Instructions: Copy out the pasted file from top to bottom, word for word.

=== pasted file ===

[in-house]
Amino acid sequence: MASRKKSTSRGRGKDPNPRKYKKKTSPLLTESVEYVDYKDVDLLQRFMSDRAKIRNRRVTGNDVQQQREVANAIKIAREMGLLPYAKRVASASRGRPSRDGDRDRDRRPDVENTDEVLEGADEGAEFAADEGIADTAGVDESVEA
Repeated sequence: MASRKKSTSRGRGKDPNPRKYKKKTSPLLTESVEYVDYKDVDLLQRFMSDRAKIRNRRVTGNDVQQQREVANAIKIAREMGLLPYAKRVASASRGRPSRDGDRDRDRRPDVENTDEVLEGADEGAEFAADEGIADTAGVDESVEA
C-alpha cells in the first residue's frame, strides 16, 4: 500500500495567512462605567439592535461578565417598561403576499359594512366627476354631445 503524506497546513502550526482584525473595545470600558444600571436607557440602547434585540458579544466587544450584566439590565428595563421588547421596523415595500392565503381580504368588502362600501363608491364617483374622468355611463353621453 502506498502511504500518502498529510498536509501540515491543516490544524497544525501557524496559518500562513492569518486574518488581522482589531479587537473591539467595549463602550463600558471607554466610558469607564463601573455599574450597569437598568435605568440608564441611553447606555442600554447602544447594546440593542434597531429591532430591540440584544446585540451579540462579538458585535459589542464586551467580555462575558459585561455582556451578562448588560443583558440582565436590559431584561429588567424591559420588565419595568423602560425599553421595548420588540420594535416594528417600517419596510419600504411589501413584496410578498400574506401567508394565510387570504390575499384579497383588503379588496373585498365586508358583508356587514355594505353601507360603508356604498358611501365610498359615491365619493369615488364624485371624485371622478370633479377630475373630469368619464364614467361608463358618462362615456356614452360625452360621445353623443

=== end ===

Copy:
[in-house]
Amino acid sequence: MASRKKSTSRGRGKDPNPRKYKKKTSPLLTESVEYVDYKDVDLLQRFMSDRAKIRNRRVTGNDVQQQREVANAIKIAREMGLLPYAKRVASASRGRPSRDGDRDRDRRPDVENTDEVLEGADEGAEFAADEGIADTAGVDESVEA
Repeated sequence: MASRKKSTSRGRGKDPNPRKYKKKTSPLLTESVEYVDYKDVDLLQRFMSDRAKIRNRRVTGNDVQQQREVANAIKIAREMGLLPYAKRVASASRGRPSRDGDRDRDRRPDVENTDEVLEGADEGAEFAADEGIADTAGVDESVEA
C-alpha cells in the first residue's frame, strides 16, 4: 500500500495567512462605567439592535461578565417598561403576499359594512366627476354631445 503524506497546513502550526482584525473595545470600558444600571436607557440602547434585540458579544466587544450584566439590565428595563421588547421596523415595500392565503381580504368588502362600501363608491364617483374622468355611463353621453 502506498502511504500518502498529510498536509501540515491543516490544524497544525501557524496559518500562513492569518486574518488581522482589531479587537473591539467595549463602550463600558471607554466610558469607564463601573455599574450597569437598568435605568440608564441611553447606555442600554447602544447594546440593542434597531429591532430591540440584544446585540451579540462579538458585535459589542464586551467580555462575558459585561455582556451578562448588560443583558440582565436590559431584561429588567424591559420588565419595568423602560425599553421595548420588540420594535416594528417600517419596510419600504411589501413584496410578498400574506401567508394565510387570504390575499384579497383588503379588496373585498365586508358583508356587514355594505353601507360603508356604498358611501365610498359615491365619493369615488364624485371624485371622478370633479377630475373630469368619464364614467361608463358618462362615456356614452360625452360621445353623443